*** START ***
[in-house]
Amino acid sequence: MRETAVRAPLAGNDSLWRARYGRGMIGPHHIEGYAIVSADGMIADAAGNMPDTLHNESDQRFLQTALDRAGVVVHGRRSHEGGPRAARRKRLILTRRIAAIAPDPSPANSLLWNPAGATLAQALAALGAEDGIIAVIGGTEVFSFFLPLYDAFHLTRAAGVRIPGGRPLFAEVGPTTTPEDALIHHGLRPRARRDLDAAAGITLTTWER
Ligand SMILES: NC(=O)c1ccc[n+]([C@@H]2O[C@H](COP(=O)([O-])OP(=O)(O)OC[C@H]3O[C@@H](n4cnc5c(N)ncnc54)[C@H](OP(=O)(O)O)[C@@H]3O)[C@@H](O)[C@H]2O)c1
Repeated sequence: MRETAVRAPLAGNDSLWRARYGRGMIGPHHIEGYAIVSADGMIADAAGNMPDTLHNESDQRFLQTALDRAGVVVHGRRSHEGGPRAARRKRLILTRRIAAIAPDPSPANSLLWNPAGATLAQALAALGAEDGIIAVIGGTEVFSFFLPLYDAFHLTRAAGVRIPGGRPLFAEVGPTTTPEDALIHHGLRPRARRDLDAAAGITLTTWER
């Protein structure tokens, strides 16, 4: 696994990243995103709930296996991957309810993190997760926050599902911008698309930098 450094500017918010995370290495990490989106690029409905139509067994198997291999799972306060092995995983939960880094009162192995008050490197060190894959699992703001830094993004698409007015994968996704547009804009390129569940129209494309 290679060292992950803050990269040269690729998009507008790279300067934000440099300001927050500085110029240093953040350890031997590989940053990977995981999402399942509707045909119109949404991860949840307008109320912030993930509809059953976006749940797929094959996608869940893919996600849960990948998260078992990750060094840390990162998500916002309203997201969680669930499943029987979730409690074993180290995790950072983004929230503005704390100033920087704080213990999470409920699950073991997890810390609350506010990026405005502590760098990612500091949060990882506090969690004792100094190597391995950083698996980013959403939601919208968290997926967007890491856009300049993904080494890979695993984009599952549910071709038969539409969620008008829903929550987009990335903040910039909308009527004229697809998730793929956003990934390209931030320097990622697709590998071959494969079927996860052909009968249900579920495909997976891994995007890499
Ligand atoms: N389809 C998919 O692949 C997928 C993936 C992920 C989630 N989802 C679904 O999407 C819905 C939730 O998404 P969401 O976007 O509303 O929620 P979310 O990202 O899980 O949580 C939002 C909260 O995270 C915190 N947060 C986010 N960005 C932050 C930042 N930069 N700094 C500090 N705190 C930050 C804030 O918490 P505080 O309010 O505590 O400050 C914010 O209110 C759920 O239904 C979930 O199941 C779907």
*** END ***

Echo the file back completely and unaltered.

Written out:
[in-house]
Amino acid sequence: MRETAVRAPLAGNDSLWRARYGRGMIGPHHIEGYAIVSADGMIADAAGNMPDTLHNESDQRFLQTALDRAGVVVHGRRSHEGGPRAARRKRLILTRRIAAIAPDPSPANSLLWNPAGATLAQALAALGAEDGIIAVIGGTEVFSFFLPLYDAFHLTRAAGVRIPGGRPLFAEVGPTTTPEDALIHHGLRPRARRDLDAAAGITLTTWER
Ligand SMILES: NC(=O)c1ccc[n+]([C@@H]2O[C@H](COP(=O)([O-])OP(=O)(O)OC[C@H]3O[C@@H](n4cnc5c(N)ncnc54)[C@H](OP(=O)(O)O)[C@@H]3O)[C@@H](O)[C@H]2O)c1
Repeated sequence: MRETAVRAPLAGNDSLWRARYGRGMIGPHHIEGYAIVSADGMIADAAGNMPDTLHNESDQRFLQTALDRAGVVVHGRRSHEGGPRAARRKRLILTRRIAAIAPDPSPANSLLWNPAGATLAQALAALGAEDGIIAVIGGTEVFSFFLPLYDAFHLTRAAGVRIPGGRPLFAEVGPTTTPEDALIHHGLRPRARRDLDAAAGITLTTWER
């Protein structure tokens, strides 16, 4: 696994990243995103709930296996991957309810993190997760926050599902911008698309930098 450094500017918010995370290495990490989106690029409905139509067994198997291999799972306060092995995983939960880094009162192995008050490197060190894959699992703001830094993004698409007015994968996704547009804009390129569940129209494309 290679060292992950803050990269040269690729998009507008790279300067934000440099300001927050500085110029240093953040350890031997590989940053990977995981999402399942509707045909119109949404991860949840307008109320912030993930509809059953976006749940797929094959996608869940893919996600849960990948998260078992990750060094840390990162998500916002309203997201969680669930499943029987979730409690074993180290995790950072983004929230503005704390100033920087704080213990999470409920699950073991997890810390609350506010990026405005502590760098990612500091949060990882506090969690004792100094190597391995950083698996980013959403939601919208968290997926967007890491856009300049993904080494890979695993984009599952549910071709038969539409969620008008829903929550987009990335903040910039909308009527004229697809998730793929956003990934390209931030320097990622697709590998071959494969079927996860052909009968249900579920495909997976891994995007890499
Ligand atoms: N389809 C998919 O692949 C997928 C993936 C992920 C989630 N989802 C679904 O999407 C819905 C939730 O998404 P969401 O976007 O509303 O929620 P979310 O990202 O899980 O949580 C939002 C909260 O995270 C915190 N947060 C986010 N960005 C932050 C930042 N930069 N700094 C500090 N705190 C930050 C804030 O918490 P505080 O309010 O505590 O400050 C914010 O209110 C759920 O239904 C979930 O199941 C779907």